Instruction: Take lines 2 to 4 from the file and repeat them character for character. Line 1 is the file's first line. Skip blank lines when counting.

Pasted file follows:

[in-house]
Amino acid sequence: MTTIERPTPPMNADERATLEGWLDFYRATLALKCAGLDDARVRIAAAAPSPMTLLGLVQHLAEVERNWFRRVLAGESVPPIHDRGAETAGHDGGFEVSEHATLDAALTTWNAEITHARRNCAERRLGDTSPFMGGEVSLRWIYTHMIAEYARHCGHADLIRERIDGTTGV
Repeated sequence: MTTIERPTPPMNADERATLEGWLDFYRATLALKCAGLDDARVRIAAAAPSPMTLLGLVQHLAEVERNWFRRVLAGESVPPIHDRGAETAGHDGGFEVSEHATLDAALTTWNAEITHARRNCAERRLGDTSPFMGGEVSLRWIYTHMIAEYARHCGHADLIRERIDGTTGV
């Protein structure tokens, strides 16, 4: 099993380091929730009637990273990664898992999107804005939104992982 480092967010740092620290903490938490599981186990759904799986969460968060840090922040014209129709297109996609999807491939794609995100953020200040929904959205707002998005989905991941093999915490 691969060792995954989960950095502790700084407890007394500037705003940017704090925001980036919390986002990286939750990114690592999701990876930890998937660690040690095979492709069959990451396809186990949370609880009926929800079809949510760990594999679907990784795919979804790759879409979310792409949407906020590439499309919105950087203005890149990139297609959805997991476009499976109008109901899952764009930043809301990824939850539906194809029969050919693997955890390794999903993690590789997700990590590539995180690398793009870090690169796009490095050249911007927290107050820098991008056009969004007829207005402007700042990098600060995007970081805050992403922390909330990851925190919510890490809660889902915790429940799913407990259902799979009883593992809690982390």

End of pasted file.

Amino acid sequence: MTTIERPTPPMNADERATLEGWLDFYRATLALKCAGLDDARVRIAAAAPSPMTLLGLVQHLAEVERNWFRRVLAGESVPPIHDRGAETAGHDGGFEVSEHATLDAALTTWNAEITHARRNCAERRLGDTSPFMGGEVSLRWIYTHMIAEYARHCGHADLIRERIDGTTGV
Repeated sequence: MTTIERPTPPMNADERATLEGWLDFYRATLALKCAGLDDARVRIAAAAPSPMTLLGLVQHLAEVERNWFRRVLAGESVPPIHDRGAETAGHDGGFEVSEHATLDAALTTWNAEITHARRNCAERRLGDTSPFMGGEVSLRWIYTHMIAEYARHCGHADLIRERIDGTTGV
């Protein structure tokens, strides 16, 4: 099993380091929730009637990273990664898992999107804005939104992982 480092967010740092620290903490938490599981186990759904799986969460968060840090922040014209129709297109996609999807491939794609995100953020200040929904959205707002998005989905991941093999915490 691969060792995954989960950095502790700084407890007394500037705003940017704090925001980036919390986002990286939750990114690592999701990876930890998937660690040690095979492709069959990451396809186990949370609880009926929800079809949510760990594999679907990784795919979804790759879409979310792409949407906020590439499309919105950087203005890149990139297609959805997991476009499976109008109901899952764009930043809301990824939850539906194809029969050919693997955890390794999903993690590789997700990590590539995180690398793009870090690169796009490095050249911007927290107050820098991008056009969004007829207005402007700042990098600060995007970081805050992403922390909330990851925190919510890490809660889902915790429940799913407990259902799979009883593992809690982390």